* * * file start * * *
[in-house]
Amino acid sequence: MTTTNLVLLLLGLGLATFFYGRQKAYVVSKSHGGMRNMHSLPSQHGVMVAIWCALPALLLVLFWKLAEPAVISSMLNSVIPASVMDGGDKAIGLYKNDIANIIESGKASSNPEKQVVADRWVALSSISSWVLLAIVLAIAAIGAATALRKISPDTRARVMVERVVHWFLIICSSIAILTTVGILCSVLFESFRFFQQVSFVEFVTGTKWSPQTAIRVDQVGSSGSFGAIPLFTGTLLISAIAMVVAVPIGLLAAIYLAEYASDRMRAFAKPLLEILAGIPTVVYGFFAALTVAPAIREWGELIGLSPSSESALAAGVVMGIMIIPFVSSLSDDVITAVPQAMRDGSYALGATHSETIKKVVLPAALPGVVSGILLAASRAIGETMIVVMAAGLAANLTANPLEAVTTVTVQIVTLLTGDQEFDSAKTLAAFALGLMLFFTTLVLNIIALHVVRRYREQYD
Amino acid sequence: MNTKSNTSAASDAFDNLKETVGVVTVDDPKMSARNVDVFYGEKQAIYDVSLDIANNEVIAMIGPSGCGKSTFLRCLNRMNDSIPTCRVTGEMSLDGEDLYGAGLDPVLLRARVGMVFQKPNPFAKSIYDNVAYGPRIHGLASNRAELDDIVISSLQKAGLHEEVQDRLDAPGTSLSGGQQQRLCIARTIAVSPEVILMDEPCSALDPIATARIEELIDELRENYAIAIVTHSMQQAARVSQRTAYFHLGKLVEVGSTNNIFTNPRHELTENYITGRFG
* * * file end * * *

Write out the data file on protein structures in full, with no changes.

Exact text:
[in-house]
Amino acid sequence: MTTTNLVLLLLGLGLATFFYGRQKAYVVSKSHGGMRNMHSLPSQHGVMVAIWCALPALLLVLFWKLAEPAVISSMLNSVIPASVMDGGDKAIGLYKNDIANIIESGKASSNPEKQVVADRWVALSSISSWVLLAIVLAIAAIGAATALRKISPDTRARVMVERVVHWFLIICSSIAILTTVGILCSVLFESFRFFQQVSFVEFVTGTKWSPQTAIRVDQVGSSGSFGAIPLFTGTLLISAIAMVVAVPIGLLAAIYLAEYASDRMRAFAKPLLEILAGIPTVVYGFFAALTVAPAIREWGELIGLSPSSESALAAGVVMGIMIIPFVSSLSDDVITAVPQAMRDGSYALGATHSETIKKVVLPAALPGVVSGILLAASRAIGETMIVVMAAGLAANLTANPLEAVTTVTVQIVTLLTGDQEFDSAKTLAAFALGLMLFFTTLVLNIIALHVVRRYREQYD
Amino acid sequence: MNTKSNTSAASDAFDNLKETVGVVTVDDPKMSARNVDVFYGEKQAIYDVSLDIANNEVIAMIGPSGCGKSTFLRCLNRMNDSIPTCRVTGEMSLDGEDLYGAGLDPVLLRARVGMVFQKPNPFAKSIYDNVAYGPRIHGLASNRAELDDIVISSLQKAGLHEEVQDRLDAPGTSLSGGQQQRLCIARTIAVSPEVILMDEPCSALDPIATARIEELIDELRENYAIAIVTHSMQQAARVSQRTAYFHLGKLVEVGSTNNIFTNPRHELTENYITGRFG